Culinary educator publishes autobiography
Witcliffe A. Doyley is a master chef and teaches food preparation and services at the School of Tourism Hospitality and Entertainment Management at the Camp Road campus of the Excelsior Community College.
He holds an MBA from the University of Technology, Jamaica, and is pursuing a PhD in TVET leadership at The University of the West Indies, Mona.
Yet, the initial journey to this juncture in his life was replete with potholes, craters, pitfalls, hurdles, and stumbling blocks.
"Living within the volatile community of Mountain View, he saw many events unfold, including bloodshed, excruciating pains, calamities, untimely deaths and hopelessness," his publishers, Trafford Publishing, write on the back cover of his recently released book, The Power of Vision: Transforming Your Vision Into Reality.
"At different times, real pressure, challenges, and hard times were some of the things he had to contend with." In the book, he narrates some of the details of the challenges he encountered and how he had to overcome them.
"While at Norman Gardens All-Age School, I had to defend myself from criminal elements repeatedly as boys and men from surrounding communities came with knives, ice picks, and other sharp objects ... I was undaunted by these criminal elements because I held the view all humans have one heart, so no one needs to be afraid of the other person," he writes.
From all-age-school he went on to Kingston Technical High School. But at the end of high school, he left without passing any external exams.
Disillusionment set in. "All I saw at that point were my failures, my lack of accomplishments, which brought me to tears. Oh, yes, I cried, and cried uncontrollably," he says.
He realised that his disillusionment was as a result of his underperformance, decided to take his life into his own hands, and made a five-year plan. He activated the plan by enrolling at HEART College of Hospitality Services in Runaway Bay, St Ann, where he pursued a six-month course in food preparation and services. That was the turning point in his life.
"While at HEART, I discovered my true potential. I learnt that I have a natural skill to cook," he recalls. After leaving HEART, at age 21, he got a job in the capacity of catering matron, managing a school cafeteria and the meals for boarders.
He moved on to another kitchen manager's job at another teaching institution, where the student-teachers were impressed with the way in which he explained concepts and processes. He was encouraged by the trainees to go into the teaching profession himself. But he had no CXC passes.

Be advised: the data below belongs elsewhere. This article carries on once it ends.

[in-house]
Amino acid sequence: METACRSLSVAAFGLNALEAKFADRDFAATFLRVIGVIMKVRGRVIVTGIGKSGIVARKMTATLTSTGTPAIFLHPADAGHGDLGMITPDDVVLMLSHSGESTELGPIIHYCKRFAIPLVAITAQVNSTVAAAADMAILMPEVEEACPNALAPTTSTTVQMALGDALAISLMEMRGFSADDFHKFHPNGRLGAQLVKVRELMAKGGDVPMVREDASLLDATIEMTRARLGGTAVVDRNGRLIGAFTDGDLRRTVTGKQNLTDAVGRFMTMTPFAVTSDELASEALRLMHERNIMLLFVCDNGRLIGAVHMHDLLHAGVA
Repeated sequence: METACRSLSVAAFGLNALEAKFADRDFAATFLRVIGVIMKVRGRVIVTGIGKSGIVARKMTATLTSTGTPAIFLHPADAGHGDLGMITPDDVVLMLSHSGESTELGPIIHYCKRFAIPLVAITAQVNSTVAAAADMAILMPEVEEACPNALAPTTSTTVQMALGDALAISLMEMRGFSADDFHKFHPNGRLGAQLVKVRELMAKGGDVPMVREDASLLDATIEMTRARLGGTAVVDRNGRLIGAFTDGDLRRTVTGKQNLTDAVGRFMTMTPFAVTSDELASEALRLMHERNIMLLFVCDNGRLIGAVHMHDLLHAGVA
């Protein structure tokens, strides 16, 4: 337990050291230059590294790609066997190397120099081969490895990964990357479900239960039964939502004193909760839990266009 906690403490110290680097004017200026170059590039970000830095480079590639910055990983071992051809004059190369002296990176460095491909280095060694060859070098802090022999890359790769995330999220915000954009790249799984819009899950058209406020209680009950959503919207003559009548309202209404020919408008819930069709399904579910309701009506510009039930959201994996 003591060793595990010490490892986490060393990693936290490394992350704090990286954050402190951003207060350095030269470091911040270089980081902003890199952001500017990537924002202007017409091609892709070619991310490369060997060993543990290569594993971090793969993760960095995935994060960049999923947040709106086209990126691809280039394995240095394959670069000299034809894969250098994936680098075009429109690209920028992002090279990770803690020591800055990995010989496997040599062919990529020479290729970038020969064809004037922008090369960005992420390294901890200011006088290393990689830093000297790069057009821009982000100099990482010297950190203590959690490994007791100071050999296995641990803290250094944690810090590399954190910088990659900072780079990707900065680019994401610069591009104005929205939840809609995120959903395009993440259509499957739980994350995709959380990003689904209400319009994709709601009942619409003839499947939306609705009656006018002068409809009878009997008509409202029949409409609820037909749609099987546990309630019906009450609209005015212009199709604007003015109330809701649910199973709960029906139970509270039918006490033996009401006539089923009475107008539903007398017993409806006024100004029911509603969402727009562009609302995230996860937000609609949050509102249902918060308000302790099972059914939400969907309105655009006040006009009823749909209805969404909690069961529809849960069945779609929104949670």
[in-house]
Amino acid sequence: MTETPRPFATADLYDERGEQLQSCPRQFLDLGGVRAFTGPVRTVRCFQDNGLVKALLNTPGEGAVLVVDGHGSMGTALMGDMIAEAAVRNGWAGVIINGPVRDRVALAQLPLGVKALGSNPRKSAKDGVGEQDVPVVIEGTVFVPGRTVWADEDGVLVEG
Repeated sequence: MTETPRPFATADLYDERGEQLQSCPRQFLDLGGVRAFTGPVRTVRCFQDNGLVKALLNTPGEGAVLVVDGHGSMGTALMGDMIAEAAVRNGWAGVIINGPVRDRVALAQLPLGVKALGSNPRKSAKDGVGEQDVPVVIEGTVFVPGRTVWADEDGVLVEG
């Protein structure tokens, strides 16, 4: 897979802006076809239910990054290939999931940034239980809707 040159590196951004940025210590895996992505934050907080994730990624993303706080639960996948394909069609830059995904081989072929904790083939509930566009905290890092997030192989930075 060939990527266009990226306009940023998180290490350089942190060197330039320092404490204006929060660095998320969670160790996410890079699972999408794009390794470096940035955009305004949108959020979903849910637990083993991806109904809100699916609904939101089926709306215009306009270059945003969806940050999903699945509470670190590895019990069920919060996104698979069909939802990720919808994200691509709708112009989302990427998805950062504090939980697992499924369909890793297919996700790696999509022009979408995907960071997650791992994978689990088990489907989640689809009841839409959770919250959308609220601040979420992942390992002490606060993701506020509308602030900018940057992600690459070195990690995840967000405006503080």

For three years, Doyley struggled to meet the matriculation requirements for enrolment in the School of Hospitality and Tourism Management at UTech the University of Technology, Jamaica. He got in, but going to UTech was not cheap, and he did not have enough funds.
A loan from the Student Loans Bureau and financial support from an older brother, Raymond, helped to keep him at UTech. To gain experience, he worked for free at different hotels in Kingston. Because of his attitude towards his 'free' work at The Terra Nova All-Suite Hotel, he got paid employment as a kitchen staffer and was later promoted. It was school in the days and work at night.
MAIN SOURCE OF INCOME
"Just before this main source of income, there were tough, sustained, hard financial times," Doyley writes. He recalls, at times, he had to walk from his home in Vineyard Town to the UTech campus in Papine.
At the end of four years, he walked away with an honours degree in food service production and management and education. He was the recipient of The Most Outstanding Future Teacher in Food Service Production and Management Award.
Since then, Doyley has also obtained a chef de cuisine certificate from the Culinary Institute of America; worked in two leading hotels in Jamaica; taught for over 10 years at the tertiary level, including teaching at two of Jamaica's leading universities; and has made significant contributions to the certification and development of students in the field of hospitality and tourism management.
Doyley is an academic assessor of food preparation and service and food and beverage management courses for HEART/NTA trainees. He aspires to go into national policy-making after completing his PhD.
"TVET, as a vehicle for holistic development, needs to be rebranded, especially in Jamaica. At present, it is looked upon as a second option for young people, and it carries a negative connotation ... This discourse has to start with parents, students, and administration," Doyley told Arts & Education.
As for the reasons for publishing his autobiography, he said he wants to reach college students who might be experiencing challenges; members of the general public who are yet to achieve the success that they have envisioned; young people who are victims of poverty.
"In fact, poverty is a state of mind. it does not, and must never determine your outcomes, be they short- or long-term," he said.